And there you have it.  It's that simple.  If you want to lose weight, you need to do a few very simple things.
  1. Consume fewer calories than you burn in a day.
  2. Exercise regularly, for at least 30min at a stretch, focusing on cardio.
  3. Stick with it.
That's pretty much it.  No special diet.  No trying to undo 40-some years of bad eating and resulting fat in a few weeks.  No "never eat this, but eat all you want of that".  It can't be effortless.  It can't be easy-peasy.  You didn't get here overnight, and you shouldn't expect to get out of here faster than you got here.  No magic bullet.  No Fat-Burning Formula.  No surgery to derail the natural system your body needs.  You count your calories.  You are mindful of everything you eat.  You get off your ass and sweat.  And you keep at it.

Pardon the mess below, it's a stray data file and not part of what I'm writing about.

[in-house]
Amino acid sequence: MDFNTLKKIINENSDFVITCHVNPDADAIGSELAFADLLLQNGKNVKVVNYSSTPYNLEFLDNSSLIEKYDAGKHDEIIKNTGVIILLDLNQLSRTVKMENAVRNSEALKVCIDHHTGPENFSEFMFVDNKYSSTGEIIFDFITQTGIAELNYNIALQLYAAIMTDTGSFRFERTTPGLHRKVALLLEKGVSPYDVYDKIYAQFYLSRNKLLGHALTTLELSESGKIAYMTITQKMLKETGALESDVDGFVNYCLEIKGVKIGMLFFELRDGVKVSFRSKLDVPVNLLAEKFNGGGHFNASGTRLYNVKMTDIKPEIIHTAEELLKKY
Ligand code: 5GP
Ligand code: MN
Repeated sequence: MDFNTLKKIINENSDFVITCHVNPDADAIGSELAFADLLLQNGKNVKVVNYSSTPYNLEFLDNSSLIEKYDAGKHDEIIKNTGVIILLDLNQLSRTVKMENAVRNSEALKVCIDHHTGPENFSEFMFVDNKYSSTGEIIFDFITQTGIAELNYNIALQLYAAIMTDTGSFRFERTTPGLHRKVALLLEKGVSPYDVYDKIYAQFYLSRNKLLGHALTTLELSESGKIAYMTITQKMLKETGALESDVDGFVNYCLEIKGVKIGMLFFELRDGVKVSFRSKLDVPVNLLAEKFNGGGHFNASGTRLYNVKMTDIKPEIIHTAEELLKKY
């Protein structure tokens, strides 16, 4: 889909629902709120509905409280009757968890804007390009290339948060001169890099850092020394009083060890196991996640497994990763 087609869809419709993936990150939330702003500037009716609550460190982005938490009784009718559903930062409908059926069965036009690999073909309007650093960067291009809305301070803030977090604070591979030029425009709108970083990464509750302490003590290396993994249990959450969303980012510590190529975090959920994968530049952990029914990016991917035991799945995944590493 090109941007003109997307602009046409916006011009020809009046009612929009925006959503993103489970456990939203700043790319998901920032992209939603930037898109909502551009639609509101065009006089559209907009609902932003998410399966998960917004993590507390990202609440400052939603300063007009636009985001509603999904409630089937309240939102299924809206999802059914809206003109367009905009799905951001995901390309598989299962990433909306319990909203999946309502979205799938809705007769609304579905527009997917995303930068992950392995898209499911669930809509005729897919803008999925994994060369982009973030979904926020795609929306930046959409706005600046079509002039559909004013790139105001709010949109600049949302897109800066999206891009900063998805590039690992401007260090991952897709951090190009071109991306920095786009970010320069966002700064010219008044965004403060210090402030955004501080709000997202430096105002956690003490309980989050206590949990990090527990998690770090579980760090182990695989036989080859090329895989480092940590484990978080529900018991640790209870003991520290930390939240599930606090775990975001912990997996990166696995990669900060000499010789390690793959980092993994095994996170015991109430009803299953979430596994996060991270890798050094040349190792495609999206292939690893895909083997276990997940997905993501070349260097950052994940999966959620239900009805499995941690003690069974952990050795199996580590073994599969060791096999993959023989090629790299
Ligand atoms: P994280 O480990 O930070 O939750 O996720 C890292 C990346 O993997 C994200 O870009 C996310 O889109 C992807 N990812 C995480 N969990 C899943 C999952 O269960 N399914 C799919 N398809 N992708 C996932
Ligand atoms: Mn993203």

I've started using My Fitness Pal to food-track and log what I eat and how I exercise.  Very helpful.  Tons of nutrition info on the ingredients I use and the products I buy.  They even have an Android app that connects with your profile so you can track things on the go.  You can follow my stuff on my page.

This is a long-haul thing.

All good things are.

BTW, this is what I had for dinner Wednesday night.
And I lost weight.  Knowing what you consume is key.

1 comment:

  1. This post is exactly what I needed to read today, Andy! Thank you for you. :)